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Meet your new best friend: adopt a cat or dog for free at county shelters this month

San Diego Union-Tribune
San Diego Union-Tribune
 2022-08-10

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A dog awaiting adoption at a local animal shelter (U-T file)

Prospective pet parents can adopt an animal for free from San Diego County animal shelters in Bonita and Carlsbad this month.

The county is waiving all adoption fees in August as part of "Clear the Shelters," a monthlong national program to find homes for animals in shelters. The fee holiday applies to all pets, including dogs, cats, birds, rabbits and guinea pigs. Fees are typically $100 for puppies and $75 for adult dogs, $75 for kittens and $60 for full-grown cats, said Kelly Campbell, director for San Diego County Animal Services.

The effort is important this year because shelters have been receiving more animals than they can adopt out. Since May 1 county shelters have received 1,103 dogs and 1,022 cats, but only 785 dogs and 562 cats were adopted out or reclaimed by owners. That creates a backlog when pets spend more than a month at the shelter.

"Right now we’re over 30 days for the average length of stay," Campbell said. "Some have been there for longer. ... We’d really like to get it down to a point where it’s two weeks or less."

Longer stays are stressful for the animals and strain the shelters' capacities, she said. The overflow of animals happens annually, as shelters fill up with "a tidal wave of kittens or an influx of puppies," each summer following breeding season, Campbell said.

Changes in pet ownership during the pandemic also affected adoption trends. Early on, shelter officials made pleas to potential pet owners, and many people working remotely during the lockdown welcomed new animals. After that initial pet rush, the demand dried up, Campbell said.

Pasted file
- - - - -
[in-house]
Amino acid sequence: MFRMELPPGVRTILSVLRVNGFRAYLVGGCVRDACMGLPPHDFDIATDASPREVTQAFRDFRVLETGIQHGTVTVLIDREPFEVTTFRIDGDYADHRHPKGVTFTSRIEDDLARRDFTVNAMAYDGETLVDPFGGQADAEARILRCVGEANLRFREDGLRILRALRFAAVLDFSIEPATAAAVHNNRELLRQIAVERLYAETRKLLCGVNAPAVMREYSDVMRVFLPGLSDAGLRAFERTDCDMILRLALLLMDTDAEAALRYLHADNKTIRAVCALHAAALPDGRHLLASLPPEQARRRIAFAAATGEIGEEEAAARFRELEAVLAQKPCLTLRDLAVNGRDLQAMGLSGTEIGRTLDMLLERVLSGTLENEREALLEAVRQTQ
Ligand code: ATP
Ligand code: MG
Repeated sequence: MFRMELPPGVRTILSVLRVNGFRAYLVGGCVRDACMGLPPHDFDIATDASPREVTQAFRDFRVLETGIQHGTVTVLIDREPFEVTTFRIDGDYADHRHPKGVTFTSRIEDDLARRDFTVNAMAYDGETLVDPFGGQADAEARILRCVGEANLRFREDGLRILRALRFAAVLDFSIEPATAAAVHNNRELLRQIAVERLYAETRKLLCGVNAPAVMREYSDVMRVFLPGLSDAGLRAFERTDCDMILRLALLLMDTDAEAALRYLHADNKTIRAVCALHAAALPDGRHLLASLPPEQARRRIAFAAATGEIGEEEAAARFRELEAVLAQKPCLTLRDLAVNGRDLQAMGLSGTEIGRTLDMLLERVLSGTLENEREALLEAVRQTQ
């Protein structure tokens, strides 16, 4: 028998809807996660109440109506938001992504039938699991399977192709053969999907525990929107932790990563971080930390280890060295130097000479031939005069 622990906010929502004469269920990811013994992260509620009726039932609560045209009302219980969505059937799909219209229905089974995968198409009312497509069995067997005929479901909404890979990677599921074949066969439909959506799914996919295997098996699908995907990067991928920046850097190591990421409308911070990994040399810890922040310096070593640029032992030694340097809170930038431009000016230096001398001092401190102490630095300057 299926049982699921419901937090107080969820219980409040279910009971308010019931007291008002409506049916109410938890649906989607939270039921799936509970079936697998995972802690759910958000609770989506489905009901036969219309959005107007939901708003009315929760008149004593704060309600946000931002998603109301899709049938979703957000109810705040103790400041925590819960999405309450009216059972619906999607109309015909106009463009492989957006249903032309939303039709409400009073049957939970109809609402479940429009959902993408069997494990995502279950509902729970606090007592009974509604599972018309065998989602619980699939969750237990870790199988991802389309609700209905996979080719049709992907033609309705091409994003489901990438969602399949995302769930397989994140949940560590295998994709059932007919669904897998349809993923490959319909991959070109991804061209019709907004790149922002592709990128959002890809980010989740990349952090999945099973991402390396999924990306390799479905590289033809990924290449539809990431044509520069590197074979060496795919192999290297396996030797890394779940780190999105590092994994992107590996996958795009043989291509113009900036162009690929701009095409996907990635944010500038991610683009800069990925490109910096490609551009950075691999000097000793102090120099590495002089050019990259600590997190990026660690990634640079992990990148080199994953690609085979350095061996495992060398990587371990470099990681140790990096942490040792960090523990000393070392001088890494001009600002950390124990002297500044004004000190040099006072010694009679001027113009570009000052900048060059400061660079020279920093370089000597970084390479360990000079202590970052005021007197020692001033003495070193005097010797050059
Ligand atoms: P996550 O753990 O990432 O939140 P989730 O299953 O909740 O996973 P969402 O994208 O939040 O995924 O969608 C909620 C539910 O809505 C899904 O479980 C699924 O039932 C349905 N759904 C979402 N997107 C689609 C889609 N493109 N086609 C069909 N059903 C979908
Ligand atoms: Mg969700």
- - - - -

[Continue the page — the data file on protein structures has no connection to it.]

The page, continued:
"We took two years' worth of adoptions spread out evenly over time and crammed it into a one-month period," she said.

Some people brought pets back to shelters after returning to work in person, she said. Others suffered job loss or other financial hardship during the pandemic and couldn't support the animals anymore. Shelters are full of medium to large adult dogs now, she said.

"So if there’s anybody who’s interested in a dog who isn’t going to be teething on your shoes and may not need to be house-trained, they’re ready to bond just like a puppy," Campbell said.

Animal services is also looking for people to foster pets while they wait for a new home, she said. To view available pets, go to the county's animal adoption page.

The San Diego Humane Society is also offering reduced adoption fees on cats, kittens, adult dogs and small animals this month through the "Clear the Shelters" program.

This story originally appeared in San Diego Union-Tribune .

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